1 teaspoon salt
2 cups buttermilk
1/4 cup packed brown sugar
1/2 cup pepitas or pumpkin seeds
1/4 cup sunflower seeds

Preheat oven to 350 degrees.
Place cranberries in a bowl and cover with boiling water. Cover the bowl with a towel. Let sit until ready to add to the recipe.

Mix together the rest of the ingredients and then add cranberries, mixing thoroughly.

Scoop the dough into greased mini-loaf pans and bake until just lightly golden. Watch them carefully. The original recipe says to bake until golden brown, but I find that when I go to make the crackers they get too dark.
Let the mini-loafs cool and then place in a freezer proof container or baggies and freeze until ready to make the crackers.

When ready to make crackers:
Preheat the oven to 300 degrees.
Remove the mini-loafs from freezer but do not thaw.
Slice the loafs while still frozen. It makes is simpler to slice even, thin slices that don’t mush into nothing.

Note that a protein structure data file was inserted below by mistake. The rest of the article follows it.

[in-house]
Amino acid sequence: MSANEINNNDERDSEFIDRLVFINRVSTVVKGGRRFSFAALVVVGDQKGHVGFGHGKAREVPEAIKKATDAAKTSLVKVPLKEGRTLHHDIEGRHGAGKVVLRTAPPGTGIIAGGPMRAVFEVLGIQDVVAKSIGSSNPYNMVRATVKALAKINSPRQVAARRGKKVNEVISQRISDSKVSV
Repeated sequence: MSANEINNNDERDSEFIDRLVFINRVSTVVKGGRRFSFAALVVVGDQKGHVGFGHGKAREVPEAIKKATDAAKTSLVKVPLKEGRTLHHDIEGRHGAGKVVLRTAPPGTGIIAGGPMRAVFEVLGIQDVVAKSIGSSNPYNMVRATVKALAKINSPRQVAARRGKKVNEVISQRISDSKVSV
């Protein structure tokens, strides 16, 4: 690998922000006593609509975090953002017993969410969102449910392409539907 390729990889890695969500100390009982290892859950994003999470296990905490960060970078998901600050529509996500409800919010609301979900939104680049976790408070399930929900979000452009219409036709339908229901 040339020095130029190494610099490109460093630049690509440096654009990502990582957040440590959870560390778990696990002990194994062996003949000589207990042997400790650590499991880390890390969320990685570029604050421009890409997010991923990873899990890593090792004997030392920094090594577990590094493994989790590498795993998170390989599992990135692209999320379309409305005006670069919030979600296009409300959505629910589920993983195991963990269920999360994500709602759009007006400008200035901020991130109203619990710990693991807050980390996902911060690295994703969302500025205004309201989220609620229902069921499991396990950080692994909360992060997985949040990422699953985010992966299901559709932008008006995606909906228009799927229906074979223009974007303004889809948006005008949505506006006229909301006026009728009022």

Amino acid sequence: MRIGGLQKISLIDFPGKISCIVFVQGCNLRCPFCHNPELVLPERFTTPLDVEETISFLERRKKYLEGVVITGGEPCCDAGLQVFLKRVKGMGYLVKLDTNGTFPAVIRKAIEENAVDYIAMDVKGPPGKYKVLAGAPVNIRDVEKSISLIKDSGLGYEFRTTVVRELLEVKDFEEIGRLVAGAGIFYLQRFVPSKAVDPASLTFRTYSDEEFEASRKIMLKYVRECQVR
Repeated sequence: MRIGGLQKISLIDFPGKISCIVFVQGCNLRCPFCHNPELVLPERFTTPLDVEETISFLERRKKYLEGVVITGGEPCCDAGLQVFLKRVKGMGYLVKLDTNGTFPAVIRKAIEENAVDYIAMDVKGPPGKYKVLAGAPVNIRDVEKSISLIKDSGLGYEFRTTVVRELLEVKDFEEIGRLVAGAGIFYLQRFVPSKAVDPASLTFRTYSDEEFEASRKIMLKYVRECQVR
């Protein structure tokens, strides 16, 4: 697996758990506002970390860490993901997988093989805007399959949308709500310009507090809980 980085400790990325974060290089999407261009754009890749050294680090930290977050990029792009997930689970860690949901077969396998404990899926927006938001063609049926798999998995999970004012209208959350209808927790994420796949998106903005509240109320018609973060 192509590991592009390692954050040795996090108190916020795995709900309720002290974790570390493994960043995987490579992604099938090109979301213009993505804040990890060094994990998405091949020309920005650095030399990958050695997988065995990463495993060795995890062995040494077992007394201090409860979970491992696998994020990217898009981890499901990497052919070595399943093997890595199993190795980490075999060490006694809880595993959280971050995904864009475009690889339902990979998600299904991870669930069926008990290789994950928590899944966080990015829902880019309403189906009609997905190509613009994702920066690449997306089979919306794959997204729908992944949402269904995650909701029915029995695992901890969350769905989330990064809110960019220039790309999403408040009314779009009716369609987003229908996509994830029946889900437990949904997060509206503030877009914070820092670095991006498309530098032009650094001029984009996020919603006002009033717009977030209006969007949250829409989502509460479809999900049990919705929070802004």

Place the crackers on an non-greased cookie sheet and bake until golden brown and crispy, flipping at least once to make sure the crackers are browned on each side.

Let the crackers cool before eating.

Crackers can be kept in an air-tight container for at least a week – if you don’t eat them all.

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our new favorite soup

There a number of things I look for in a meal – the right veggie to meat ratio (more veggies), the time it takes to cook, how it TASTES, and now that I have a child with a food texture issue who is also a bit picky (trust me, he really is not that picky compared to most children, but it seems that way because the rest of us eat pretty much everything) I look for a recipe to not include the elements he doesn’t like, unless they can be hidden.